“When the Son of Man comes in His glory, and all the holy angels with Him, then He will sit on the throne of His glory. All the nations will be gathered before Him, and He will separate them one from another, as a shepherd divides his sheep from the goats. And He will set the sheep on His right hand, but the goats on the left. Then the King will say to those on His right hand, ‘Come, you blessed of My Father, inherit the kingdom prepared for you from the foundation of the world: for I was hungry and you gave Me food; I was thirsty and you gave Me drink; I was a stranger and you took Me in; I was naked and you clothed Me; I was sick and you visited Me; I was in prison and you came to Me.’ “Then the righteous will answer Him, saying, ‘Lord, when did we see You hungry and feed You, or thirsty and give You drink? When did we see You a stranger and take You in, or naked and clothe You? Or when did we see You sick, or in prison, and come to You?’ And the King will answer and say to them, ‘Assuredly, I say to you, inasmuch as you did it to one of the least of these My brethren, you did it to Me.’ “Then He will also say to those on the left hand, ‘Depart from Me, you cursed, into the everlasting fire prepared for the devil and his angels: for I was hungry and you gave Me no food; I was thirsty and you gave Me no drink; I was a stranger and you did not take Me in, naked and you did not clothe Me, sick and in prison and you did not visit Me.’ “Then they also will answer Him, saying, ‘Lord, when did we see You hungry or thirsty or a stranger or naked or sick or in prison, and did not minister to You?’ Then He will answer them, saying, ‘Assuredly, I say to you, inasmuch as you did not do it to one of the least of these, you did not do it to Me.’ And these will go away into everlasting punishment, but the righteous into eternal life.” (Matthew 25:31-46)
Who Is My Neighbor
The judgment scene of Matthew 25 is overpowering. In clear details the Lord opens the book on the plans of His Father for the judging of all men. The throne scene with all the nations gathered before Him is awesome. Divided like sheep and goats all mankind is put into a group of saved and a group of lost. On the right side are the humble sheep who will hear the immortal words of “come you blessed of my Father.” Trembling in fear those on the left as defiant goats will be pierced with the trumpet of “depart from Me, you cursed.” No one reading this scene will be able to miss the immediate feeling of awe as all those who have lived since Adam until the day the Lord returns will be gathered in mass in one place before a throne of judgment.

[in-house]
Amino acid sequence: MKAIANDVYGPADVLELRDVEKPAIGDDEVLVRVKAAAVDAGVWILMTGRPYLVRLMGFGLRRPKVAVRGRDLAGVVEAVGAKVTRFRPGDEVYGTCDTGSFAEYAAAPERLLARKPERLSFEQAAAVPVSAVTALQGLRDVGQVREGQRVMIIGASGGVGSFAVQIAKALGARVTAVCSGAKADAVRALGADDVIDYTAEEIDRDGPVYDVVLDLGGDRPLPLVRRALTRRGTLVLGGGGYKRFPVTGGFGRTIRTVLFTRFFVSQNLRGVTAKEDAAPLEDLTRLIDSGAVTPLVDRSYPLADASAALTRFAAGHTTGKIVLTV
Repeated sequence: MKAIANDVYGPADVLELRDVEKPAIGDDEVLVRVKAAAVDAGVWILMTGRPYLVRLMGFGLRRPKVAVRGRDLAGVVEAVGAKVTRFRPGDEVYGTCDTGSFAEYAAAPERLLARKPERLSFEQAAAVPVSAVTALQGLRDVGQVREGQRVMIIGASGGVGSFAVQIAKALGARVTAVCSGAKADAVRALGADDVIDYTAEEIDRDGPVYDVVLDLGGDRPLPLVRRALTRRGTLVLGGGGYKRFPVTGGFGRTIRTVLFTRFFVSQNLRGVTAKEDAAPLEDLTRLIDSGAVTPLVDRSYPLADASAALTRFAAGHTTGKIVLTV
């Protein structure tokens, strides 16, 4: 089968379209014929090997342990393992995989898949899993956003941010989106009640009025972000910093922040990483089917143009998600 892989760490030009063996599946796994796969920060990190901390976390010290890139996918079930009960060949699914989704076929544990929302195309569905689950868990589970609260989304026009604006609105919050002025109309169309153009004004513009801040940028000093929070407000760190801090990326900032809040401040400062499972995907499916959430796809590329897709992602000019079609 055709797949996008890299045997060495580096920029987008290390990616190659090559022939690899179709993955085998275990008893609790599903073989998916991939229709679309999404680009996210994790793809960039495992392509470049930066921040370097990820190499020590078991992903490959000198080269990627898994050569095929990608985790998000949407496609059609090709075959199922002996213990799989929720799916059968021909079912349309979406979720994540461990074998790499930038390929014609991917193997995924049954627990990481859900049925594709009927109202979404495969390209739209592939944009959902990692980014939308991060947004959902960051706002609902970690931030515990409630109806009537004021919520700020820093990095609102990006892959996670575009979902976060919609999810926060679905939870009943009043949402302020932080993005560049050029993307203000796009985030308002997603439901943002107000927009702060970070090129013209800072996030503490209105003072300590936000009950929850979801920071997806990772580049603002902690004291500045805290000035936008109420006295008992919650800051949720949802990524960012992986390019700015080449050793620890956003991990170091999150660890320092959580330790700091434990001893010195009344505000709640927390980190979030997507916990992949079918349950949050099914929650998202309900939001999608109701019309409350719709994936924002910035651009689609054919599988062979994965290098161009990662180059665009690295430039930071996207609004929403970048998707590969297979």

It is easy to read this text with the message of the judgment lingering in our thoughts and miss the whole point of the text. This passage is a scene of judgment. But the separation of sheep and goats is not based on whether a person has been baptized into Christ or not. It is not whether they believe in God or His Son. A parting of sheep and goats will not be based upon how faithful a disciple has been in attendance, prayer, knowledge of the Bible or singing the right songs. Matthew 25 – the vivid portrait of judgment – is based upon our relationship with others. Everything we have just mentioned is important and necessary but that is not the text of this passage. Jesus tells His disciples that benevolence or care for others is the reason for salvation or damnation.
This passage is a strong message from the Father about how we are to treat others. If we are like the Priest and Levite in the story of the Samaritan then we will not find salvation. Isn’t that an amazing story from Jesus? Of all the things we think about in the judgment what Jesus talks about here is seldom pointed out – yet it is the main thrust of the message. So what can we do to help others this week? Notice in the text that it is more about what we are doing than what we are saying. Read the text again and take note of those who did – and those who did not. Let’s be those who are doers of the word showing our faith by our works. It is that important.
The love of our neighbor is the only door out of the dungeon of self. (George MacDonald, Unspoken Sermons, 1st Series, 1869)